This so-called ‘fight or flight’ mode is the evolutionary protection mechanism we developed to outrun predators and battle foes, and it can be a lifesaver. But what happens to today’s office warriors who self-induce this state continually, every day?
It’s easy to become addicted to this quick and easy energy boost, but when the caffeine starts to wear off we often feel even more lethargic. Typically, coffee will stop you feeling tired for around three hours but after that you’re headed for a ‘coffee crash,’ and this is when we reach for another hit.
Thanks to this vicious cycle, we end up building a tolerance to caffeine and therefore need more of it to gain the same effect. Constant caffeine consumption forces our adrenal glands to produce more and more adrenaline. In the worst cases, it can eventually exhaust them, leading to feelings of emotional, mental, and physical ‘burnout’.
2. It boosts brainpower
Many people drink coffee to increase their concentration. Caffeine helps to enhance levels of alertness by inducing the production of dopamine – a neurotransmitter that controls attention and motivation. Studies show that coffee could enhance memory for up to 24 hours after consumption and that regular coffee consumption over a lifetime could even reduce the risk of developing Alzheimer’s disease. However, for most people, one mild coffee is all it takes to bring dopamine to optimum levels in the brain, enabling you to focus on your work – any more and it could push dopamine levels too high causing restlessness and anxiety.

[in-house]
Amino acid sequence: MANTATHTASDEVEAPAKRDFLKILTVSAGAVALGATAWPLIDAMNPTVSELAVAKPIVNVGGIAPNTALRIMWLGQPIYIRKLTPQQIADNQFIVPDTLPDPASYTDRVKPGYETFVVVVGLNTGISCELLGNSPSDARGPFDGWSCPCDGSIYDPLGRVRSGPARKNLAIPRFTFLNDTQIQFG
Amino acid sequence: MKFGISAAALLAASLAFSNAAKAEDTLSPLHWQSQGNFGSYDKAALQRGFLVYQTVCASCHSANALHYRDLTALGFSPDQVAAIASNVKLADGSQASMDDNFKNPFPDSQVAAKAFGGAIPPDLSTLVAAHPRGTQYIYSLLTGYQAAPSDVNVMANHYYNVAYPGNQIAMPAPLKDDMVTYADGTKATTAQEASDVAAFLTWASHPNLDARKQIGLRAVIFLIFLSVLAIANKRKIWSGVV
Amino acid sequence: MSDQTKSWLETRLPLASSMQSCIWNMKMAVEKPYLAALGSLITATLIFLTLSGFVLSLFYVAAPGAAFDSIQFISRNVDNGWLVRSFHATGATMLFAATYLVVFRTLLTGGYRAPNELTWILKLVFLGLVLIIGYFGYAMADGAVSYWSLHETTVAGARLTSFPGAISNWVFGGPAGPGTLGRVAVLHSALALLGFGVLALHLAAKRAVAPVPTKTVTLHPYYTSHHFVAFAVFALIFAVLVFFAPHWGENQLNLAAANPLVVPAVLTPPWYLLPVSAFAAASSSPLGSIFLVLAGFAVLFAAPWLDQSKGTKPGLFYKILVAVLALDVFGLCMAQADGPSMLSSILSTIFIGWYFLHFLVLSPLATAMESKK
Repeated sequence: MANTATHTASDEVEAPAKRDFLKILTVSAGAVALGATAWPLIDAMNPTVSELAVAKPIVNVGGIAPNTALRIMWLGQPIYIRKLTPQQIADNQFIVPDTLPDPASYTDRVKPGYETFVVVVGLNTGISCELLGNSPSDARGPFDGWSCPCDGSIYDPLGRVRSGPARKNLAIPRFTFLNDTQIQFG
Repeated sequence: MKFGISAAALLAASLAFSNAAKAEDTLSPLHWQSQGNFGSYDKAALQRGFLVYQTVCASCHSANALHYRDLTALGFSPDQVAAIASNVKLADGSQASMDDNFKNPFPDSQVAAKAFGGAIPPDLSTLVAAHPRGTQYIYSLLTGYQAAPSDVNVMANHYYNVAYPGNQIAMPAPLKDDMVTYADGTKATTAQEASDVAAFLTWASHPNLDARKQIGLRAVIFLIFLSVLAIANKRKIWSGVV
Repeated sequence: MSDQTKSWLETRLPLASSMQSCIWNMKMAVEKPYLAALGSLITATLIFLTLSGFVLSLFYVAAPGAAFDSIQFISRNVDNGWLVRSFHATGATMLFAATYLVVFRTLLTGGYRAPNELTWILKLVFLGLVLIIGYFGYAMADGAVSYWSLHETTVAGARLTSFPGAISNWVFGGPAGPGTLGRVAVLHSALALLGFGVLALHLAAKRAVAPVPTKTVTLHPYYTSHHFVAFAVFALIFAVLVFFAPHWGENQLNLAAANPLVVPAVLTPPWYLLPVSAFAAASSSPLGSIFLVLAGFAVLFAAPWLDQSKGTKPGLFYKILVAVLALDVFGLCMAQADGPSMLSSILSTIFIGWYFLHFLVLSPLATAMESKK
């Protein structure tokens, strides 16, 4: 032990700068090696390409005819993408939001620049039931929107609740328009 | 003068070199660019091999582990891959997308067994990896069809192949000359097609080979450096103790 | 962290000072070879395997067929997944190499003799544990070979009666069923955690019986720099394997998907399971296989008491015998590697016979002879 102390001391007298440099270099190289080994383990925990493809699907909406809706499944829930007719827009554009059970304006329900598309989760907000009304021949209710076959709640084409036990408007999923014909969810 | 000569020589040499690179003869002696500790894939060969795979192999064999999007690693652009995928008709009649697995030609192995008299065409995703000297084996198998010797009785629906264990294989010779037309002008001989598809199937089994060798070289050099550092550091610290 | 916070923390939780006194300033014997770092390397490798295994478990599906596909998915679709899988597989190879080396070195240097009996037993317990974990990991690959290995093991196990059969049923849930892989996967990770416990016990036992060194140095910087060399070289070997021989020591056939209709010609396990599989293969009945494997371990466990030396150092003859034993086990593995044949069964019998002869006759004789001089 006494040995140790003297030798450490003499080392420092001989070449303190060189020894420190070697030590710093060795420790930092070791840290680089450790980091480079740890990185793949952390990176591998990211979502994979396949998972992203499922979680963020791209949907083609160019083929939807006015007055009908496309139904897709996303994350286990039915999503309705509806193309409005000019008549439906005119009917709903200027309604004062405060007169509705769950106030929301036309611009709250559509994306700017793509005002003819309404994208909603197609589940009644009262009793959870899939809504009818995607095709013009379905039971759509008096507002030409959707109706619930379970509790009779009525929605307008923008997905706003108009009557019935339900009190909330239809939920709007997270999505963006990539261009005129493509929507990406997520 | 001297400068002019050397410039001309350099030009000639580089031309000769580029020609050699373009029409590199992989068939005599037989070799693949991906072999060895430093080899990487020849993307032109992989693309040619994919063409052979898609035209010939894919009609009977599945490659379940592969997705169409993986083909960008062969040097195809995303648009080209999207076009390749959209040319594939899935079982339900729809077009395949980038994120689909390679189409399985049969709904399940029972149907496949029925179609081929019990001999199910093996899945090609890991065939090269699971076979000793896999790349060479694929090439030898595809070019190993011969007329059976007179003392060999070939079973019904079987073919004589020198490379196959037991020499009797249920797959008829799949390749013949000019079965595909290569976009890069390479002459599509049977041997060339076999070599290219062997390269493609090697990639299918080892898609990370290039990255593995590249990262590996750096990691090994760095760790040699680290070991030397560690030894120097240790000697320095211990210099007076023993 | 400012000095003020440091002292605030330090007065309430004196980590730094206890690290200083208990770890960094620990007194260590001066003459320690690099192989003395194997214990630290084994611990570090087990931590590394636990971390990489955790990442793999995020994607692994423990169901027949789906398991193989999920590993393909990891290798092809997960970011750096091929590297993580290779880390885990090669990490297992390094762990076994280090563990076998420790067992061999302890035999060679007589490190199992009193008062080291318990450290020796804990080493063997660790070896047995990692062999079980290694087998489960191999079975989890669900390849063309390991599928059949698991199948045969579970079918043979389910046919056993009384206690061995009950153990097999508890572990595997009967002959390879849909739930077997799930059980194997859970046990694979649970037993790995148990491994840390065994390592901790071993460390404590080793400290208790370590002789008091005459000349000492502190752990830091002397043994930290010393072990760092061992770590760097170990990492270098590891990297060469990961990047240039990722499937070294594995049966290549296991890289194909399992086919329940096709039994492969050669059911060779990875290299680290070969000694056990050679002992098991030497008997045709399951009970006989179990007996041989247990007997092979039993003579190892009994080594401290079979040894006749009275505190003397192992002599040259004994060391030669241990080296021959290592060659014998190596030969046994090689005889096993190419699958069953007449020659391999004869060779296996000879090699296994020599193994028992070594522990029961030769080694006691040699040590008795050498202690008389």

3. It affects your mood
Dopamine is often referred to as the ‘feel good’ hormone. This is because it also plays an important role in controlling the brain’s reward and pleasure centres and helps to regulate emotional response. Small amounts of caffeine can help reduce anxiety levels and make you feel happier (we all know people that we wouldn’t even think of approaching until they’ve had their morning coffee!). It’s even been shown to help with depression. But just like before, it’s all about getting the balance right. Too much coffee can make you short tempered, irritable and down.
4. It accelerates your heart rate and opens up your lungs
Once it enters the bloodstream through the stomach, the caffeine in coffee starts to block phosphodiesterace – the enzyme that helps keep heart rate in its normal range. It stimulates the receptors within the heart to beat faster, which leads to greater blood flow and a raised body temperature. Increased heart rate can make you feel more energised, which is why caffeine drinks are sometimes used by athletes to improve performance. Caffeine also improves cardiovascular performance by opening up the airways in the lungs making it easier to breathe. Caffeine can increase heart rate by approximately three beats per minute but not everyone will experience the same effects. The way that caffeine affects you will depend on your size and your tolerance. People who weigh more and consume caffeine regularly typically have a higher tolerance to its effects. If you consume caffeine on a daily basis, it will affect your heart rate less, compared to someone who consumes it once a week or even more sporadically.